Author: Unknown

"That’s not the way any of this works…"

[Meant to post something about this a month ago but things have been hectic]


Ryssdal was referring to the supremely misguided idea of addressing inflation with stimulus checks.

 From the SF Chronicle. [Emphasis added]

It’s official: Most Californians who filed their taxes in 2020 will get one-time payments totaling about $9.5 billion from the state starting in October to help offset rising inflation.

The Franchise Tax Board has set up a web page with some of the details and a calculator where people can estimate their payment.

The Legislature passed an election-year bill, AB192, authorizing the payments with zero votes against it, and Gov. Gavin Newsom signed it Thursday as part of his budget package.

The bill called these payments Better for Families Refunds, but the tax board is calling them Middle Class Tax Refunds, even though couples making up to $500,000 in 2020 adjusted gross income and individuals making up to $250,000 are eligible.


We shouldn't have to say this but handing out stimulus checks is the worst thing you can do in a period of high inflation. It did, however, make for a nice photo-op.

Tuesday Tweets special edition

I had planned on doing a post on the hot new genre of "the GOP is abandoning Trump" stories, which long-time readers will recognize as a  reboot of the once popular "Trump will never get the nomination" genre. Today's events somehow manage to both undercut and confirm critique I had in mind. On one hand, this could mark the beginning of the end for DJT's political career. On the other, it reminds us that the GOP is still very much Trump's party.

 Here's a good background piece on the story.

And a couple of threads from some excellent legal experts. 

More on the politics of protecting Social Security — the Washington Post weighs in

A couple of weeks ago, I finally ran a post questioning the apparent conventional wisdom among progressive politicians and pundits about not making Republican attacks on Social Security a major campaign issue.

Fast forward to 2022. Republicans are talking about cutting, privatizing, or killing Social Security with an openness they hadn't shown in at least twenty years. Trump himself lost interest in the topic long ago. But among the pundit class and much of the Democratic establishment, a few six-year old statements had permanently inoculated not just Trump, but the entire GOP on this issue.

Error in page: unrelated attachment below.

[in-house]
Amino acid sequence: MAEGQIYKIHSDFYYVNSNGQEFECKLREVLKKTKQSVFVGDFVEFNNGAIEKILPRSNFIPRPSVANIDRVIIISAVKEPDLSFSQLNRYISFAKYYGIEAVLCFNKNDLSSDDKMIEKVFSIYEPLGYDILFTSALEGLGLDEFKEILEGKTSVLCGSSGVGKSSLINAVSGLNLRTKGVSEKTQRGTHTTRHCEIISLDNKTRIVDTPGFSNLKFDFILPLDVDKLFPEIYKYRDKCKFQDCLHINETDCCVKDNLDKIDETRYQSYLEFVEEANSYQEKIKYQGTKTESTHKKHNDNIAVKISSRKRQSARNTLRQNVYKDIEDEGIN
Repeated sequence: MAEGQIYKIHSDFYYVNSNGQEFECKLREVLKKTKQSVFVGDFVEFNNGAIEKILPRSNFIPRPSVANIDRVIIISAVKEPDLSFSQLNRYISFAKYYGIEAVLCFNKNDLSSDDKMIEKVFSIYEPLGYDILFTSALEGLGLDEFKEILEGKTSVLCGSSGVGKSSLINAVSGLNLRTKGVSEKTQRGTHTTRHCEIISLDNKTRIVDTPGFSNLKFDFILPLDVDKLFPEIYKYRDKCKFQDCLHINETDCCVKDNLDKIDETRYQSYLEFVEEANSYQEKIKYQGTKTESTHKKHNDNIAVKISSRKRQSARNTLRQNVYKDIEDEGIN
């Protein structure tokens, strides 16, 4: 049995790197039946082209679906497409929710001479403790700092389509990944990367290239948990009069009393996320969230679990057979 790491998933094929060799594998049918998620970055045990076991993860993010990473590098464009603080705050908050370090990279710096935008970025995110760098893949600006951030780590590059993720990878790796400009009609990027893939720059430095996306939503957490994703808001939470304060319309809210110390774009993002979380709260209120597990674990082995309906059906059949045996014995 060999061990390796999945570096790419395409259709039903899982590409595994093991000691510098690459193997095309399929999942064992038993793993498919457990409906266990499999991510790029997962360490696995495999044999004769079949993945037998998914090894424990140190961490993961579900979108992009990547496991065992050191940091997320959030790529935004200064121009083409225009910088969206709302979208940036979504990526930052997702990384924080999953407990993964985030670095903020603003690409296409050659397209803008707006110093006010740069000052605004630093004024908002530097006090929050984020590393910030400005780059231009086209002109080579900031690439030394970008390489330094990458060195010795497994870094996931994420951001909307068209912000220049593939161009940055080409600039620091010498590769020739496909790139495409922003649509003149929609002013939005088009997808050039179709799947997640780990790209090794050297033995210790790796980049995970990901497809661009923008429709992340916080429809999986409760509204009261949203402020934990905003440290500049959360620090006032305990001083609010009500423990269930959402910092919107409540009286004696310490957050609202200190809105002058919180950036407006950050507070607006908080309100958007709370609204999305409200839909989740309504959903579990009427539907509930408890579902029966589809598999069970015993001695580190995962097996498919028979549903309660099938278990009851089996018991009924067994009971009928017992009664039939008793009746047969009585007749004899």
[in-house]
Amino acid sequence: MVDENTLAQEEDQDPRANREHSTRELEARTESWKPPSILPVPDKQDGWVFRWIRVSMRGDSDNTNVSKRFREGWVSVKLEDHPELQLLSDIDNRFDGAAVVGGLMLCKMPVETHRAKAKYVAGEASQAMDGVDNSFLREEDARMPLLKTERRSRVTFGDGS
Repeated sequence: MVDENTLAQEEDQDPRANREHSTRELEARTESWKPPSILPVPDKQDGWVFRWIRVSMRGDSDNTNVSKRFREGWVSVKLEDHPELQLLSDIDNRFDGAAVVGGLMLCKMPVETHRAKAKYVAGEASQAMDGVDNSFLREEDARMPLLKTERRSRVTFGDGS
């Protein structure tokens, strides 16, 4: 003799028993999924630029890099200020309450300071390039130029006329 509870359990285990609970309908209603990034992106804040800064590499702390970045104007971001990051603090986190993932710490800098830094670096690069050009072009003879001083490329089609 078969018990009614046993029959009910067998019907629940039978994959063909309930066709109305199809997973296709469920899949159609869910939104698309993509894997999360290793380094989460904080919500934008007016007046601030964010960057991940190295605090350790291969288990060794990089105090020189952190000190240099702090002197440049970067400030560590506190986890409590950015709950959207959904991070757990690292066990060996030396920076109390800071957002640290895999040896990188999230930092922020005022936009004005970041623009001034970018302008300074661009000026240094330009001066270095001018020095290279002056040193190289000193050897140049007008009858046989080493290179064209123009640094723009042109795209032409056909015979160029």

What's remarkable here is not just the convergence but the certainty. A large part of the Republican Party is pissing on the third rail of American politics and yet no influential Democrats thought it was worth pulling the switch just in case the power was on.

If attacks on Social Security have eroded seniors' support for the GOP, they have done so almost entirely on their own. Progressives seldom mention the issue. AARP has been uncharacteristically quiet on the matter. Talking Points Memo, probably the best progressive political news and analysis site has dropped it entirely as far as I can tell.


Even in Florida, which has a lot of seniors, Val Demings is all but silent on the topic, despite the fact that her opponent and his fellow senator (Read more...)

Ten years ago at the blog — We’ve been banging this particular drum for a long time


Saturday, August 25, 2012

Megafires, incentives and the inactivity bias

One of the recurring themes of my conversations with Joseph is this country's growing disinterest, bordering on antipathy, in getting things done. (If you think I'm bad, you ought to get him started.) From building a badly needed piece of infrastructure to addressing global warming, we seem to focus most of our energy on finding reasons for inactivity.

NPR's excellent series on wildfires has a good example. If you weigh the costs and risks of prescribed burns against the costs and risks of letting current trends continue, the case for action is overwhelming, but we continued to let the situation get worse.

Add climate change to the mix (another situation we've shown lots of interest in discussing and little in solving), and we may have reached the point where there are no good solutions, only less terrible ones.
I remark just how lush his forest is, how the Ponderosa pines almost reach out and touch one another. He doesn't take it as a compliment. "They're a plague," he says. "On this forest, it's averaging about 900 trees per acre. Historically it was probably about 40. Here in the national forest, what we're facing is a tree epidemic."
Armstrong has rubbed some people the wrong way with talk like that. But he says forest this dense is dangerous. "We're standing here on the edge of what is known as the Santa Fe Municipal Watershed," he explains. "Imagine a (Read more...)

Thursday Tweets

Today in undeleted texts news.

Remember when we said the data was thin? Well, it’s getting a little thicker

Very quick addition to our political implications of Dobbs thread. Just to recap...

In May, we argued that the conventional wisdom was underestimating the disconnect between state level views on abortion in the willingness of Republicans to push the most extreme laws imaginable (the Alaska Paradox)

Last month, we pointed to polling that suggested that even in strongly anti-abortion states, overturning Roe and its aftermath were not popular. (The data are thin but still worth keeping an eye on)

Which brings us to today's news.

Kansas is pro-choice, but just barely. By comparison, Oklahoma is moderately pro-choice and Ohio is solidly pro-choice.